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Consumers and Retail Fraud in Context

Gary Satanovsky

As we mentioned in our previous post, the impact of retail fraud on businesses and financial institutions goes far beyond merely losing merchandise and money to unauthorized transactions. A recently released Lexis-Nexis retail fraud study found that customers whose accounts were hijacked by fraudsters are likely as a result to avoid shopping at the stores where their stolen accounts were used, and switch away from the bank or credit union that was compromised.

fraud prevention

This concept is rather new, and for business owners unaccustomed to thinking of customer attrition arising from fraud it is rather hard to grasp.   To help illustrate the idea a little further, we decided to draw on a  recent instance of fraud, the case of Thanh Van Tran, who was caught with fake credit cards at an upscale shopping center in Orange County, California. Tran, at the time of his arrest, had six credit cards on him, all linked to stolen identities. He allegedly used them for large purchases at Macy's, Bloomingdale's and other high-end fashion stores at the Fashion Island mall in Newport beach.

Once Tran was arrested, the counterfeit credit cards were confiscated and closed, and his victims restored any losses they may have suffered through his crimes. Case closed and everything back to status quo, right? Unfortunately, no. Even after Tran's victims get their stolen money back, they would continue to be very cautious about shopping at Macy's or Bloomingdale's or any of the other retail fraudstores where the fraud occurred. A full 36% of fraud victims surveyed by Lexis-Nexis reported this attitude towards the stores that accepted fake credit cards, and notably their attitude was irrespective of where the credit card info was first stolen; only where it was used. In other words, the merchant that accepts the counterfeit card is the one that suffers.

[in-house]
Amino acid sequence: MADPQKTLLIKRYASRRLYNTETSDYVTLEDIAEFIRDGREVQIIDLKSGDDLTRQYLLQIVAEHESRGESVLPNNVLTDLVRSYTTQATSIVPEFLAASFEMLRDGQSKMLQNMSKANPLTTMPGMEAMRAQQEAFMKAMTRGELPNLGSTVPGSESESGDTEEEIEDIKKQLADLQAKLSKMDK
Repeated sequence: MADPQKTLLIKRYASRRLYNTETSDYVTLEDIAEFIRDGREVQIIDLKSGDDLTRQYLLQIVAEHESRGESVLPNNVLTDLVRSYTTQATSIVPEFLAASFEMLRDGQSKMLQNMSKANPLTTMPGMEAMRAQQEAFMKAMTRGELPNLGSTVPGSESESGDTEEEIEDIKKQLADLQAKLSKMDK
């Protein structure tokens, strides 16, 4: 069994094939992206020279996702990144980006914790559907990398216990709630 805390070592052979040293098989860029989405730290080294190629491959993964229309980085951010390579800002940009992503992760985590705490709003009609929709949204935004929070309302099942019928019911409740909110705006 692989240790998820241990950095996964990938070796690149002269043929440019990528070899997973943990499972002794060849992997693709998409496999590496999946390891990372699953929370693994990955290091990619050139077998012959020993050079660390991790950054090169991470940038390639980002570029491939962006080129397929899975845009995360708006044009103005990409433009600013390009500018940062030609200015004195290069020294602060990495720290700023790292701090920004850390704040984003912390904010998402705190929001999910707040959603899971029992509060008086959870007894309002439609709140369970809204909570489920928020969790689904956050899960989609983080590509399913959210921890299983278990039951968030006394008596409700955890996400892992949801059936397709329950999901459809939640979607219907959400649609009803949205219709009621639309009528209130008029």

A further 17% of fraud victims cited in the study said they would switch their financial institution as a result – and 27% said they would spend less money overall. The effect of Tran's fraud would manifest with fewer shoppers at the stores where he used his counterfeit cards, and likely at the mall as a whole. Worse still, many of the victims deciding to continue shopping at those stores would bring in less business. It is the fraud victim's equivalent of “once bitten, twice shy,” and with over 11 million identity thefts last year (and the number widely expected to increase), the losses can add up – fast.

If there is a general take-away from this particular aspect of the Lexis-Nexis report, it is that all merchants and financial institutions have a direct financial motivation to want to reduce credit card fraud and protect private financial data. Even if your organization has rock-solid PCI compliance and data protections in place, you might still suffer business loss if your point-of-transaction procedures are permeable and allow fraudulent card use at the time of purchase. These losses can occur not only from the actual “hard dollar” amounts of the fraudulent event, but from the loss of future revenues resulting from victims’ decision NOT to use your services because they are angry or afraid.


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